Recently I attended a seminar reviewing the latest advances in dental care required during radiotherapy and chemotherapy treatment.
The complications that can occur if you have not attended to your dental health prior to treatment commencing, can be life changing. Side effects of chemotherapy tend to last the duration of treatment and then resolve. Side effects of radiotherapy however can last for the duration of treatment and sometimes for a lifetime. But with good dental treatment and excellent oral health, mostly you can avoid oral complications altogether.
Complications vary depending on the location and intensity of treatment. These can include Oral Mucositis as the most common. It presents as inflammation and redness developing into ulcerations which can be painful. Fungal infections and bacterial infections can intensify the mucositis. Xerostomia or a decrease or loss of saliva flow can make it difficult to speak, eat and swallow and can predispose to dental cavities. There can be difficulty in opening the jaw and changes in taste.
We have developed simple but effective preventative dental daily routines that can help you manage, control and often avoid the above complications. Remember to start your dental treatment as early as possible. Any extractions, root canals or fillings must be completed at least 14 days prior to radiotherapy or chemotherapy commencing so proper healing can occur. We are supported by new Biotene products that will aid you in your daily routine.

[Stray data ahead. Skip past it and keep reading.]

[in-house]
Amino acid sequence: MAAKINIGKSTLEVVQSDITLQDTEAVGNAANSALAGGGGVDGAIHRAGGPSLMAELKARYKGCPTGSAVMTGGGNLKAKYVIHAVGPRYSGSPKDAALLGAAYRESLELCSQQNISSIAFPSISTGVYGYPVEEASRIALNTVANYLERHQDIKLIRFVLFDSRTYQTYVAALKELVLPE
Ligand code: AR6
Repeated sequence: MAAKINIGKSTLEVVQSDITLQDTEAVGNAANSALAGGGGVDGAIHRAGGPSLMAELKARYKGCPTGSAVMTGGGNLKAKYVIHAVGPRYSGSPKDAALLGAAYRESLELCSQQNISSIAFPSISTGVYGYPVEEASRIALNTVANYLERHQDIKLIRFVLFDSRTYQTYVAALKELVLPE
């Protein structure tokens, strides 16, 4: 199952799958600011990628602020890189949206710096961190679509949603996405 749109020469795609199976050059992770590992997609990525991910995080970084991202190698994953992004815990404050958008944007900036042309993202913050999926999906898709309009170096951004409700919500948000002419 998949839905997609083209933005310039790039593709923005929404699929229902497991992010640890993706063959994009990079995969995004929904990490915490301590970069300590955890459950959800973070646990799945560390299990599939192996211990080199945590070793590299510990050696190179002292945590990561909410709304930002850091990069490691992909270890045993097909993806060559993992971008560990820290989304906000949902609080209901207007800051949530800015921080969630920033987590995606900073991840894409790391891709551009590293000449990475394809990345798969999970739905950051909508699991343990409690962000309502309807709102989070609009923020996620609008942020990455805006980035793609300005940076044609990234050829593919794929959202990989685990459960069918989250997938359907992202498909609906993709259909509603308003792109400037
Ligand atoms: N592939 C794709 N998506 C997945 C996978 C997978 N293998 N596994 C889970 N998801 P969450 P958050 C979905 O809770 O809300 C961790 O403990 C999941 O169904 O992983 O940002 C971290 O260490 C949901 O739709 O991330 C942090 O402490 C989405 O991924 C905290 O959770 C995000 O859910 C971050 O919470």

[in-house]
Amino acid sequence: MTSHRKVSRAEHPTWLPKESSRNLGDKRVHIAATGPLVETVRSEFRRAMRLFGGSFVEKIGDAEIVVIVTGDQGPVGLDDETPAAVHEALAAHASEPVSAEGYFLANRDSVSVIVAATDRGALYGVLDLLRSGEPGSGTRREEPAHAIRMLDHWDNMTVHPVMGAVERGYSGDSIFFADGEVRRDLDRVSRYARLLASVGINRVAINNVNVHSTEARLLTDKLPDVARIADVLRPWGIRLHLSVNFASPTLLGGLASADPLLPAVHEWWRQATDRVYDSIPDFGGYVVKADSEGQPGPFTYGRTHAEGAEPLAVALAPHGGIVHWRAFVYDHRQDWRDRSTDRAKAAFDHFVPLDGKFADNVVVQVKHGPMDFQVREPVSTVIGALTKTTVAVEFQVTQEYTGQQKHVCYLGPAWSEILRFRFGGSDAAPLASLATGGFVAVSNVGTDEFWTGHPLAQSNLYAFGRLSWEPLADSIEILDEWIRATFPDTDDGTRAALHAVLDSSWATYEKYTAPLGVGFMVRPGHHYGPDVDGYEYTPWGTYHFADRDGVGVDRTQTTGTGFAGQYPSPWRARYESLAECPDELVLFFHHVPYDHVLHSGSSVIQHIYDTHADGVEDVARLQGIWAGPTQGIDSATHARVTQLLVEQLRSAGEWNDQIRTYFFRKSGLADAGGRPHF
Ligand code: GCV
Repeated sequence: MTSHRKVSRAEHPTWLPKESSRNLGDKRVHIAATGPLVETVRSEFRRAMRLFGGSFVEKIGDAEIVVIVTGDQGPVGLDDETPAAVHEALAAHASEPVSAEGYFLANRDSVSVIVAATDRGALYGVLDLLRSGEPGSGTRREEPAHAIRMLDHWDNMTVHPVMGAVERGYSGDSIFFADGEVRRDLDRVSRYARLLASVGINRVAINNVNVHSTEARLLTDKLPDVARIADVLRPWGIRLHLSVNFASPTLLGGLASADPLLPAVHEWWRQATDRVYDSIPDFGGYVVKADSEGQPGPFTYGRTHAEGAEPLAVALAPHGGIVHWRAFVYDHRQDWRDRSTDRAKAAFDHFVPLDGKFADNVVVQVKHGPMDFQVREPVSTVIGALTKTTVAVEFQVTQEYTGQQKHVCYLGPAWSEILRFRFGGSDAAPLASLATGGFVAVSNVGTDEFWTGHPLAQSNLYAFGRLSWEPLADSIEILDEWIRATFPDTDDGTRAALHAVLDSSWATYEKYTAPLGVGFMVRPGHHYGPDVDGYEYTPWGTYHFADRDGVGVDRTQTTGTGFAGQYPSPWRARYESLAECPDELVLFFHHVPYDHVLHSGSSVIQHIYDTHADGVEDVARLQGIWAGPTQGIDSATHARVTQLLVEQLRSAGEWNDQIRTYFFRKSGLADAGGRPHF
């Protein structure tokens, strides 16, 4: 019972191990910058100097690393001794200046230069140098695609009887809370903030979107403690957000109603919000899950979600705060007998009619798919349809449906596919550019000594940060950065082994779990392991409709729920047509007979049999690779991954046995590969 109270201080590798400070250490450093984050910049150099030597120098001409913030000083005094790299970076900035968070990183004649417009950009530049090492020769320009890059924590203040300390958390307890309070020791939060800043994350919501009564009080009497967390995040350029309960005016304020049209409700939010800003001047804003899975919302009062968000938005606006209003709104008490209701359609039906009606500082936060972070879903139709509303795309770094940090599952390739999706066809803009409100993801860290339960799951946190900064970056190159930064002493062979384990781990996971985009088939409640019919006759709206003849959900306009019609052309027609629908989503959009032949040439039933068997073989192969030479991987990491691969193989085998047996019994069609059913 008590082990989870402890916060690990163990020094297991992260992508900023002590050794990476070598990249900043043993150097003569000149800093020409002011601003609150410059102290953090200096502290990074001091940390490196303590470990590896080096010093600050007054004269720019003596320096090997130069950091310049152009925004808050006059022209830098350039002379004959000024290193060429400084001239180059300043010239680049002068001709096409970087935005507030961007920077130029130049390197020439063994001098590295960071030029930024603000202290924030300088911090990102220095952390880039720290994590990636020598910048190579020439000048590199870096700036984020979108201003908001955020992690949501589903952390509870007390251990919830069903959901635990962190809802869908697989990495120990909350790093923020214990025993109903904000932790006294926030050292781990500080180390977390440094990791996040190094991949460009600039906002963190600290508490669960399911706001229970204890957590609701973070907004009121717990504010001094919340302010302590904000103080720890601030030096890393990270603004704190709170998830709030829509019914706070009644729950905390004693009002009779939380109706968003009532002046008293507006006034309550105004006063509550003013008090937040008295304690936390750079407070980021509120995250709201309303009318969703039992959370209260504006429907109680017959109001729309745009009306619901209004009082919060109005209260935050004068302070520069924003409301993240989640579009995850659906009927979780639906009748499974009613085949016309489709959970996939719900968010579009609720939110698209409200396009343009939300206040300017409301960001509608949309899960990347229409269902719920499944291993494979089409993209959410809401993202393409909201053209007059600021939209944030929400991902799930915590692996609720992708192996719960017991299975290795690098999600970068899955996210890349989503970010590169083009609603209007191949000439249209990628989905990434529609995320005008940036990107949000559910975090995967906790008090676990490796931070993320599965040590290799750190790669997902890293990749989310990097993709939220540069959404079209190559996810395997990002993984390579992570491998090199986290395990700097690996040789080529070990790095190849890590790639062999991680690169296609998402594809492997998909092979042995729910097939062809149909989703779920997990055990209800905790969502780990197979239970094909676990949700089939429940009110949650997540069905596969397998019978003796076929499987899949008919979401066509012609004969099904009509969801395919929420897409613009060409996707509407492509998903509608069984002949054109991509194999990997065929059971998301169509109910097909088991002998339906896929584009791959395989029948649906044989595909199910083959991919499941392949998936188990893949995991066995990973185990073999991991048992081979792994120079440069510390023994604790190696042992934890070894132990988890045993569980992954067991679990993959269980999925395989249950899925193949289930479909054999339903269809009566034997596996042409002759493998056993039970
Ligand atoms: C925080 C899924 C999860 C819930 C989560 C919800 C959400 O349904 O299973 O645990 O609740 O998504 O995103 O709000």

Preventative dental care is affordable and can help you avoid some serious dental compilations. Call today if you have any question and need a helping hand.
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There are many medications that will decrease your saliva flow. Some of the more common ones include antihypertensives (for high blood pressure), antidepressants and antihistamines(commonly for allergies). It has been found that these medications can stop the salivary glands producing saliva – sometimes as much as 50-60% less.
Saliva is critical to maintaining a healthy re-mineralising environment protecting the teeth and lubricating the soft tissues of the mouth. When this healthy balance is disrupted we start to see holes appearing in the teeth, a thinning of enamel and complaints of dry mouth and lips with difficulty sometimes even eating and swallowing.
So with the ever increasing use of these medications what can you do to help?
- Drink plenty of water – try for 6-8 glasses per day
- Chew sugarless gum and celery as it has a high water content
- Limit caffeine and alcohol intake, and avoid cigarettes
- Avoid excessive tea and coffee
- Avoid alcohol-containing mouthwashes.
- Avoid acidic beverages (e.g. wine, fruit juices, soft drinks, sports drinks) and, if you must have, limit consumption to meal times.
- Limit sugar intake and avoid sugary snacks.
- Ensure good oral hygiene and regular dental checks.
If you have a very dry mouth try bicarbonate mouthwashes. A bicarbonate mouthwash can be made up by adding approximately half a teaspoon of bicarbonate powder to a glass of warm water. Rinse with mouthwash on waking and at any time during the day
Use remineralising products such as tooth mousse without rinsing off the teeth after use.
Unfortunately when we have a dry mouth we tend to reach for sugary sweets to suck on and acidic sugary beverages to relieve the symptoms which further increases the risk of dental cavities.
This list may not seem very exciting, limiting some of life’s daily joys (ie:coffee). Some maybe able to conquer all of it, but most should be able to achieve number 1. So get started today and protect your most valuable asset – your teeth.